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Honouring Some of the Fastest Women in Motorsport
March 8th is the day when we celebrate all the women around the world.  So, to show our appreciation for the fastest women in motorsport, we take a look through history and talk about their influence.

Honouring Some of the Fastest Women in Motorsport

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Camille du Gast - Of course, we will start with the first lady of motorsport, the one who paved the way. We take a trip back to 1901 to meet Camille du Gast, a wealthy French widow who loved extreme sports. She entered the history books as the first female presence in a motorsport race at the 1901 Paris-Berlin race. She started last but finished 33rd, overtaking 89 competitors while driving a 20-horsepower Panhard.

Maria Teresa de Filippis - We know the old saying: one small step for man, one giant leap for mankind. In the case of Maria Teresa de Filippis, it was a small step for her, but one giant leap for all the women who dreamt about a career in Formula One.

Maria was born in Naples, where she began racing at the age of 22 after two of her brothers bet that she could not drive fast. She made her F1 debut at the 1958 Belgian Grand Prix, finishing tenth. De Filippis raced in five Grand Prix in her career, proving to the doubters (including her two brothers) that she was fast.

To understand the mentality of the people around that time, Maria was denied a entry at the 1958 French Grand Prix because " the only helmet a woman should wear is the one at the hairdresser's." That's what the French Grand Prix racing director told the media. What a wise and fun guy to be around.

Lella Lombardi - Sticking with Formula One, let's go back to the '74-'76 seasons and talk about the most successful lady in this sport, Lella Lombardi. Born in Italy, she bought her first racing car at the age of 24 to participate in the Formula Monza series.

Lombardi debuted in F1 at the British Grand Prix, using a privately entered Brabham. Unfortunately, she failed to qualify. Her career peaked a year later, when she finished six at the Spanish Grand Prix, being the only woman in history to score points in an F1 race. Well, it is half a point, but who is counting? Throughout her career, she entered a total of 17 races. Salute to you, Lella.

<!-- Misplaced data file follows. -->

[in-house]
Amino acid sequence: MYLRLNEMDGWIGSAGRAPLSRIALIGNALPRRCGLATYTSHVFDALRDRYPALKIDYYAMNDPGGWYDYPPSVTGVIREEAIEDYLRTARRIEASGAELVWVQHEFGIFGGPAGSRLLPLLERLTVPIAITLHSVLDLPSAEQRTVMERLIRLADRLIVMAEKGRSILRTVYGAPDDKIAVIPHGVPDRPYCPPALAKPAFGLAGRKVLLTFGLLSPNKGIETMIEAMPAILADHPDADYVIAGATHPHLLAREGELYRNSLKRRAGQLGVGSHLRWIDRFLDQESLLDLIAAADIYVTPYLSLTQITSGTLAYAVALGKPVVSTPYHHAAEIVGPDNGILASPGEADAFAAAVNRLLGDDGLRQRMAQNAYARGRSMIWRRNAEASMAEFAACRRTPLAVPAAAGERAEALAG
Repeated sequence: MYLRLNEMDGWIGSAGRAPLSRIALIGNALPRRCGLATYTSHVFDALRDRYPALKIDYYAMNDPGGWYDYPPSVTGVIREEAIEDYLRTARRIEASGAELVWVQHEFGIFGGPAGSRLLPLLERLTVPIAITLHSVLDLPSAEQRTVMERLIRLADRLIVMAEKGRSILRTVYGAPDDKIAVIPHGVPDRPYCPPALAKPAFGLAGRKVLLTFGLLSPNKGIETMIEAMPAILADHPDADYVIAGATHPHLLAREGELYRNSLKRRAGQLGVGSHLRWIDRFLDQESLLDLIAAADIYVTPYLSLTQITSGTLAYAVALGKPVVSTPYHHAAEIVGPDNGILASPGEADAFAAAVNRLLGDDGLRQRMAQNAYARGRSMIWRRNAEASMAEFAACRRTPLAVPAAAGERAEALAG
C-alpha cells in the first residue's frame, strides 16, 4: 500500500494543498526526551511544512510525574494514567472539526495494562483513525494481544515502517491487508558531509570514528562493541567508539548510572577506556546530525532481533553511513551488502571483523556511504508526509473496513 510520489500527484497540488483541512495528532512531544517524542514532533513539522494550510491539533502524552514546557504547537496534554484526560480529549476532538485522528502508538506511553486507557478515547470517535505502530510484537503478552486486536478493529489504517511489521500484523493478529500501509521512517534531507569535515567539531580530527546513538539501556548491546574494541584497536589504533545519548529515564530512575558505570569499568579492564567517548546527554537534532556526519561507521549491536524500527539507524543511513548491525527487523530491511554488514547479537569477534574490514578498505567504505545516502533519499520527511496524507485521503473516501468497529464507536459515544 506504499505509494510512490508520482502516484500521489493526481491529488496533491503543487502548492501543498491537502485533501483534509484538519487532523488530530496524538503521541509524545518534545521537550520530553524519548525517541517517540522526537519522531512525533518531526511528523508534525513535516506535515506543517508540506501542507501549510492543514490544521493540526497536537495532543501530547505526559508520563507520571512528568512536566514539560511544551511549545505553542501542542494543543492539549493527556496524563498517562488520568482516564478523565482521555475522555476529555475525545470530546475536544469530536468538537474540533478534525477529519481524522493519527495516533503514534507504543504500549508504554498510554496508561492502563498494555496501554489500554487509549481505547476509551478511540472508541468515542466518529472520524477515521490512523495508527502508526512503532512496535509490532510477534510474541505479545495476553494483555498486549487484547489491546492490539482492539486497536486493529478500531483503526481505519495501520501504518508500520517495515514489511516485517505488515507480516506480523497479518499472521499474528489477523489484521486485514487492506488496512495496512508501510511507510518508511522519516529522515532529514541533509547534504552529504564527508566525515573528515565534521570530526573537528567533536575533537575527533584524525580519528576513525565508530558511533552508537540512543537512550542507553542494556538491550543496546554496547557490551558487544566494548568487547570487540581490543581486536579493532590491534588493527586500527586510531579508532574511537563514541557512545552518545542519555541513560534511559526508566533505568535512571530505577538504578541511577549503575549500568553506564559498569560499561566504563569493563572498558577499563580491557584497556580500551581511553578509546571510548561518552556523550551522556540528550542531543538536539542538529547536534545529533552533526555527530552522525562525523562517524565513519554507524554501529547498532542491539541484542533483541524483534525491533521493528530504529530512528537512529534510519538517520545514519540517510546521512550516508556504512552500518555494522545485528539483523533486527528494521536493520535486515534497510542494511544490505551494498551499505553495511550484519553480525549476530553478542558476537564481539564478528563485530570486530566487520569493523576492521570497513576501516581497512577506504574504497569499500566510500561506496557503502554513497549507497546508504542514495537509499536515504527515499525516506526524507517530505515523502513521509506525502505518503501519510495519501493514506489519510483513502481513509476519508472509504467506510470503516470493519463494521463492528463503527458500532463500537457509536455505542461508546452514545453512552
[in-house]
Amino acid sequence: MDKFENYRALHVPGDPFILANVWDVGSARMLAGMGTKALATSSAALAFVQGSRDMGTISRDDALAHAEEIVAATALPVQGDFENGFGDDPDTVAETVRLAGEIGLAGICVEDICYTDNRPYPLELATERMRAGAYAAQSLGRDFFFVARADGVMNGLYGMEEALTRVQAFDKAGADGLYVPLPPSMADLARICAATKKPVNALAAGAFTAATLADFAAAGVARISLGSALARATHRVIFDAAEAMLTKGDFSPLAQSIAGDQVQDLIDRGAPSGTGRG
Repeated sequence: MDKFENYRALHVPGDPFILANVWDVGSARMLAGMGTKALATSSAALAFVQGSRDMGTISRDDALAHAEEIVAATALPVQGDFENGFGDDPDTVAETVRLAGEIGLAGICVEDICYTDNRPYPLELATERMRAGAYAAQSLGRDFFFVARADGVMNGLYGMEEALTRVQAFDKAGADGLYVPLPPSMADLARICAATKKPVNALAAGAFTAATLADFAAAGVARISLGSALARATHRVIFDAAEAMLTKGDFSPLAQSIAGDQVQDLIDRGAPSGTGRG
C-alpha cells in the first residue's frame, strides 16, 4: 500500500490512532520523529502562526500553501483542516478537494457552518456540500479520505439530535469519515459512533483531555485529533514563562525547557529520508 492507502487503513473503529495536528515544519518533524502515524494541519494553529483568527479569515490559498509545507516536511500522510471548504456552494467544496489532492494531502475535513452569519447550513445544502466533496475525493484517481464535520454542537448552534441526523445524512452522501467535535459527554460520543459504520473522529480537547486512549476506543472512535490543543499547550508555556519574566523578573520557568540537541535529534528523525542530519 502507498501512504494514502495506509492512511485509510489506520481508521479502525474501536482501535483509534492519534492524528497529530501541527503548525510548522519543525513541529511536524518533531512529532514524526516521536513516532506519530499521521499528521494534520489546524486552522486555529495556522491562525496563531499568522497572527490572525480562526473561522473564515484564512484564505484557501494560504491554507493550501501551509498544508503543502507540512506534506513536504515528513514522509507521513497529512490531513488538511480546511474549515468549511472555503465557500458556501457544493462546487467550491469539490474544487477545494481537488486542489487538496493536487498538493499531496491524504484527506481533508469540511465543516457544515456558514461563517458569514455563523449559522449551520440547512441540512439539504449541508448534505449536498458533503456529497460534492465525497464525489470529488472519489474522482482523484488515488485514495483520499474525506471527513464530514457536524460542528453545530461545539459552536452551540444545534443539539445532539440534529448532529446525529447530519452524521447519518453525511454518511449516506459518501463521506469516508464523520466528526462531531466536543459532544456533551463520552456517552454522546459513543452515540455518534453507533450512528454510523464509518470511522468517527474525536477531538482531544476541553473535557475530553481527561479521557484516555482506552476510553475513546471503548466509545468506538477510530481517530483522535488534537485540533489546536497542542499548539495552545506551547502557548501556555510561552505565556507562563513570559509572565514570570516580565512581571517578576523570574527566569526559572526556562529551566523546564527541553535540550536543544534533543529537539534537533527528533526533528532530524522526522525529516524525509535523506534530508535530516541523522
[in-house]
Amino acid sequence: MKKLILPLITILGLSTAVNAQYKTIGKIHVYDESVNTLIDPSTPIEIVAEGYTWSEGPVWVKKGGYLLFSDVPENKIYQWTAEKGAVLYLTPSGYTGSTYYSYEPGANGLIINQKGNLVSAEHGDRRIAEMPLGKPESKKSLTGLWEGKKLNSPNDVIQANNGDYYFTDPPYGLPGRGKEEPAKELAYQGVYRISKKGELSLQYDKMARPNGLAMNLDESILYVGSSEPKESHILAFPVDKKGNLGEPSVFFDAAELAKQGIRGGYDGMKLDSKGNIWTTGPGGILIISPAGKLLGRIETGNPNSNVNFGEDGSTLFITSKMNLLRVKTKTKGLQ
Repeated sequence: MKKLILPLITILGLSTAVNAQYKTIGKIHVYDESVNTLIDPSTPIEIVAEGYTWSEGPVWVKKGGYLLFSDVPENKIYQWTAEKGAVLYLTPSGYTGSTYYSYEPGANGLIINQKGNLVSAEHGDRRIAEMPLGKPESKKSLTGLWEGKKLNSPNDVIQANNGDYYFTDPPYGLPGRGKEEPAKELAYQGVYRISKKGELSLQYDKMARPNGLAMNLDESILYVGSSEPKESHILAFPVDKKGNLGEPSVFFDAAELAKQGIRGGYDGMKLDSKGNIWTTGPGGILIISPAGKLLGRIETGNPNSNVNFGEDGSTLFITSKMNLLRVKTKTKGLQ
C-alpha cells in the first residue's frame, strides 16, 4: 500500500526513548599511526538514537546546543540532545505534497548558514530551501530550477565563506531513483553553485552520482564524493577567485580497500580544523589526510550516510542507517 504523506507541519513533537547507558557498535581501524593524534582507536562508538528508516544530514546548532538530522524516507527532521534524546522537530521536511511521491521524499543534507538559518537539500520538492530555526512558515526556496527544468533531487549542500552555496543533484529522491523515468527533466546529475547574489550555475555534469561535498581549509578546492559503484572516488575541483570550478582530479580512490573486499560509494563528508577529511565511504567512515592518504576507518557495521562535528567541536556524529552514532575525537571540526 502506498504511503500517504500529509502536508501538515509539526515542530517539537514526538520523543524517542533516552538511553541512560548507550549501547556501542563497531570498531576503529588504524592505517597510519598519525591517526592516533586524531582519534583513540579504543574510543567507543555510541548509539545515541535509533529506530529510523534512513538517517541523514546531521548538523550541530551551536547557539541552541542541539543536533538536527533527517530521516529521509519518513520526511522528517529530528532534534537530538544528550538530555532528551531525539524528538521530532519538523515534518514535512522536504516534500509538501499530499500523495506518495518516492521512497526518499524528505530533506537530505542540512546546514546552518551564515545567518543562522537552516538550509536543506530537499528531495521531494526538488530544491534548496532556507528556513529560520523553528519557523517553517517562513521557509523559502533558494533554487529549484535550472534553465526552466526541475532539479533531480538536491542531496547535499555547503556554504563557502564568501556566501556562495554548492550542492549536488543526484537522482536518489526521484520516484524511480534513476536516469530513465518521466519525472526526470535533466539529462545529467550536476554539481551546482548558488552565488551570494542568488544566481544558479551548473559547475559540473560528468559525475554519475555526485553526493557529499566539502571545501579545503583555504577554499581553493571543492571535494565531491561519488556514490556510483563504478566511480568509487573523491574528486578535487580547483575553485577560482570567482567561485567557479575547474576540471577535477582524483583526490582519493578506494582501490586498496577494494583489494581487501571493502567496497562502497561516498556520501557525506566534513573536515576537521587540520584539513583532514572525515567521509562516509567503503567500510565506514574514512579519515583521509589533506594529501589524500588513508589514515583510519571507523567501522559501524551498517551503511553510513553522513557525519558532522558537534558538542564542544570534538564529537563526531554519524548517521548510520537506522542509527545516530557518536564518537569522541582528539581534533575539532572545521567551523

Michele Mouton - Around that time, the greatest lady in motorsport history, Michele Mouton, was winning the 2.0-liter class at the 24 Hours of Le Mans while beating four teams in larger engine classes. People took notice, and in 1981 she was selected as one of Audi Sport's drivers.

She drove her Audi Quattro to four wins in a World Rally Championship event. If that wasn't enough, in 1986, she conquered the longest and most challenging hill climb, Pikes Peak, setting a course record while driving a Quattro S1. When motorsport legends like Sir Stirling Moss and Niki Lauda say you are one of the best, well, you are.

Sabine Schmitz - She won the 1996 24 Hours of Nurburgring. Funny enough, she came back next year and retook the top spot. After Sabine retired from racing, she returned to her true love, the Nurburgring, where she completed tens of thousands of laps. This is where she received her nickname, "The Queen of Nurburgring."

Danica Patrick - The first and only woman to win an IndyCar race. She did this at the Indy Japan 300 in 2008. After starting tenth, Danica overtook seven competitors to finish third at the 2009 Indy 500, marking the best finish for a woman in the competition history. In addition, she claimed poles and podiums in NASCAR too.

Throughout history, women showed us they could be as fast as men (even quicker), regardless of the motorsport discipline. Still, a female presence on a racing scene is rare, but now we want to see a more balanced world with the appearance of the W series and other projects.

 
 
 
 
 

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